The Time Turner
The off-kilter riff that leads this off is like Pentwater meets Iron Maiden. They work it out to a vocal segment from there. This is still crunchy, but certainly not metal. They drop it back later to a melodic, mellower jam that’s almost balladic in style. Eventually this is powered back up, but then it shifts out to a new instrumental section that combines the neo-classically tinged stylings with metal and fusion. The next section combines a swirling guitar pattern with a soaring vocal line. Then they scream out into metal meets Peter Banks jamming from there. A series of changes (most of them frantic) eventually brings us back to the song proper. They work through this again and then end it – although there’s a short burst of weirdness that serves as the actual closer. At over seven minutes this is still hefty, even though it pales in comparison to the previous monster.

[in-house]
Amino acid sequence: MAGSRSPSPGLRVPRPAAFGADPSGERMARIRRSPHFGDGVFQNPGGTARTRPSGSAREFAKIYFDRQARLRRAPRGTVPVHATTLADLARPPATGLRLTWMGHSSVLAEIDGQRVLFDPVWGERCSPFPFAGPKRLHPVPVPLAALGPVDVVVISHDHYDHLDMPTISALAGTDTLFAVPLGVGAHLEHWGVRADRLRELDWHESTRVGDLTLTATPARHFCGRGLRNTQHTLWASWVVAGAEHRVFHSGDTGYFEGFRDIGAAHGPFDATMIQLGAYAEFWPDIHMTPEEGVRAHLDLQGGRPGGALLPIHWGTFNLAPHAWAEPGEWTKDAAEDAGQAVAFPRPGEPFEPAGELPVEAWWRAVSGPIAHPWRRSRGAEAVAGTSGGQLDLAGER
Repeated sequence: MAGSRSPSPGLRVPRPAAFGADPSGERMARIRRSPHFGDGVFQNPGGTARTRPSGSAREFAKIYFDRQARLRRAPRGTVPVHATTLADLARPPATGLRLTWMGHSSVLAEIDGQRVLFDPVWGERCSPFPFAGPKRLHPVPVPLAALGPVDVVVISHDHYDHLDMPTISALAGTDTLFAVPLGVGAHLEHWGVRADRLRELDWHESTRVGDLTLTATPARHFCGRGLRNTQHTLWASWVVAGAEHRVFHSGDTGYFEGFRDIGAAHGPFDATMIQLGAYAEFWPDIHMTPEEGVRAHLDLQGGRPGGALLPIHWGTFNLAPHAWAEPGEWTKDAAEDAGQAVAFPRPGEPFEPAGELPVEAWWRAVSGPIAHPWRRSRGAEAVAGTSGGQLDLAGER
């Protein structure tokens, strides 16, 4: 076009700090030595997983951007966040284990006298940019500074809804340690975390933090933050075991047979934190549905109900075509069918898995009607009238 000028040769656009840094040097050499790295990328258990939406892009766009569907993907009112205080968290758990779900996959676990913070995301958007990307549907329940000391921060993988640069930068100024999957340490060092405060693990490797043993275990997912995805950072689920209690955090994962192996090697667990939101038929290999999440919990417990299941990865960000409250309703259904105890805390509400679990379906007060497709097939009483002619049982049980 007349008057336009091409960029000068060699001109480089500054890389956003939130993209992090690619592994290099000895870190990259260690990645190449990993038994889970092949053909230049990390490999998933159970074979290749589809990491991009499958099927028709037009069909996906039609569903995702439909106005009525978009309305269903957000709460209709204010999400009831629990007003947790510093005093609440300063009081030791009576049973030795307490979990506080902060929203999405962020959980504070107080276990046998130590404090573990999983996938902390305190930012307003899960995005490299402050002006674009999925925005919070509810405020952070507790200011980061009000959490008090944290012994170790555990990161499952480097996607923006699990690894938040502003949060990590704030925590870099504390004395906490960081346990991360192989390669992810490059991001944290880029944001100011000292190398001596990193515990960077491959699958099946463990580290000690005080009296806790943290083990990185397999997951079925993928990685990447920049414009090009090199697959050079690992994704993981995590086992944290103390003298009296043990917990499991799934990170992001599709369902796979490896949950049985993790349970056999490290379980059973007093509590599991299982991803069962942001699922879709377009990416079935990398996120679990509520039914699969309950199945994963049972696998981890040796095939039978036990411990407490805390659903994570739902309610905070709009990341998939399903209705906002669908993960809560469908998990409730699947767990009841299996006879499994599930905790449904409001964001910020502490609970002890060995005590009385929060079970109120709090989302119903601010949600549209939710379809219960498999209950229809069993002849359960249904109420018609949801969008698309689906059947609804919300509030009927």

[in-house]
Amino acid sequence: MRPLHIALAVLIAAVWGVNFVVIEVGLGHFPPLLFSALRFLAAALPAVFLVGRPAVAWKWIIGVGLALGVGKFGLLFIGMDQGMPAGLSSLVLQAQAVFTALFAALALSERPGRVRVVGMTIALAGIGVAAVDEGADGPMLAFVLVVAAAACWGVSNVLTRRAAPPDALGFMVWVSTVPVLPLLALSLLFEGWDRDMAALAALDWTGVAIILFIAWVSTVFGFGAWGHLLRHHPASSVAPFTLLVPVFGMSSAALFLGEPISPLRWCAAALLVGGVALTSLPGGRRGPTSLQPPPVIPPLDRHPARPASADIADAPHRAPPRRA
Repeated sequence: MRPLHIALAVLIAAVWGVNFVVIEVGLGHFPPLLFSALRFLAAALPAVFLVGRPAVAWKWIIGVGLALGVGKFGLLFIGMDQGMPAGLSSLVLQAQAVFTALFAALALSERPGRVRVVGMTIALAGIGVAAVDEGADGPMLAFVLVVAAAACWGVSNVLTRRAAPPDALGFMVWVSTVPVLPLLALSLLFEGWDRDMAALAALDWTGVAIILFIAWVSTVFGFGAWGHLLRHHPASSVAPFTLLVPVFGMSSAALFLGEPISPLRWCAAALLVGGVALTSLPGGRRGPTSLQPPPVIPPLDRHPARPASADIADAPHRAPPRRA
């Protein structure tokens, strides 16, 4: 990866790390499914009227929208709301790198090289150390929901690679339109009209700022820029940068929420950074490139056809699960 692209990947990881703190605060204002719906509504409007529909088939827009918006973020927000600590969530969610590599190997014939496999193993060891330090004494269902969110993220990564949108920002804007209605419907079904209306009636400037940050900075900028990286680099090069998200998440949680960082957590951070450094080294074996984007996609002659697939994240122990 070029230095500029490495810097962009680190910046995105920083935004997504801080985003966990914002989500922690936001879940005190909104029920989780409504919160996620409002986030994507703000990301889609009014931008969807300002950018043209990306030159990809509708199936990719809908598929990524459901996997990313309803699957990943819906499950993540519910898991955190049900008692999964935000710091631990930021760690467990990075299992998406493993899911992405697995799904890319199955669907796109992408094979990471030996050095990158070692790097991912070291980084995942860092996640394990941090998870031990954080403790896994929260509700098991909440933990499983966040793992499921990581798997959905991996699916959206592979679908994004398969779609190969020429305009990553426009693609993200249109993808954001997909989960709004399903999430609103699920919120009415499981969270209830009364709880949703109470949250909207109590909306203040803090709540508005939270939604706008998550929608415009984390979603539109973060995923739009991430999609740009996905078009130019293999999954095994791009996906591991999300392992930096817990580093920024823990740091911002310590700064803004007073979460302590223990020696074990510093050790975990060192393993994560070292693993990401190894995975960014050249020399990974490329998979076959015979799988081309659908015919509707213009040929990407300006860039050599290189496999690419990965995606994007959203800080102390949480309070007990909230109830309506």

This is an intricate and pretty ballad. Guitar based, it’s a short one. Of course, at nearly three minutes it’s about the length of a pop song. It’s just that amongst these other tracks, it’s short!
Daydream (Life is a Daydream)
A rather alternative rock sort of sound leads this off. They quickly launch into a jam that’s quite similar to early Yes – yeah, we get more of that Peter Banks thing here. They move it out to a more standardized section for the vocals and then scream out into another killer off-kilter instrumental jam. This, like pretty much all of the instrumental journeys these guys do, is angular and not content to settle down. Eventually we are taken back to the song proper and get another verse. A short (but dynamic) instrumental foray ends it.
The Epithelial Two-Hundred
Musical weirdness starts things off here – with noisy sound effects being the order of the day. This quickly gives way to an angular, circling pattern. The vocals come in over the top of this and we’re on our way down this musical road. They twist things out to a weird sort of movement later and then shift through a number of changes. These guys don’t stay in any one place for long. They take us through a number of changes and alterations before we’re done here – and this one is less than five minutes in length, but still full of crazed changes.
Re-enter Afterlife